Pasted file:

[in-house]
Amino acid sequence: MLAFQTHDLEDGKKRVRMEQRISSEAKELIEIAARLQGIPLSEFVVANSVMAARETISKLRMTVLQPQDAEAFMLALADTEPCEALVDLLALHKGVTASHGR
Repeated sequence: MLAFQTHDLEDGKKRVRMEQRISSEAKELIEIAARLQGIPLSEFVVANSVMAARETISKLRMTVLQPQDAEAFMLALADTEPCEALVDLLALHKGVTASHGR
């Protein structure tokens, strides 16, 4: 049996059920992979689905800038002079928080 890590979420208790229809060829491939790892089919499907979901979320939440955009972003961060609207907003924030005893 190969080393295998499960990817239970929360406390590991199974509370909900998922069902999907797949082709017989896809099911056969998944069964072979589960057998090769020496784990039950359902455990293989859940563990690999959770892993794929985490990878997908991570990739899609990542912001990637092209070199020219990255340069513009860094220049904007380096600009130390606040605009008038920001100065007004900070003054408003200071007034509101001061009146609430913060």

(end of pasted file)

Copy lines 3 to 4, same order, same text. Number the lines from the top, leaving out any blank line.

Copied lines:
Repeated sequence: MLAFQTHDLEDGKKRVRMEQRISSEAKELIEIAARLQGIPLSEFVVANSVMAARETISKLRMTVLQPQDAEAFMLALADTEPCEALVDLLALHKGVTASHGR
């Protein structure tokens, strides 16, 4: 049996059920992979689905800038002079928080 890590979420208790229809060829491939790892089919499907979901979320939440955009972003961060609207907003924030005893 190969080393295998499960990817239970929360406390590991199974509370909900998922069902999907797949082709017989896809099911056969998944069964072979589960057998090769020496784990039950359902455990293989859940563990690999959770892993794929985490990878997908991570990739899609990542912001990637092209070199020219990255340069513009860094220049904007380096600009130390606040605009008038920001100065007004900070003054408003200071007034509101001061009146609430913060």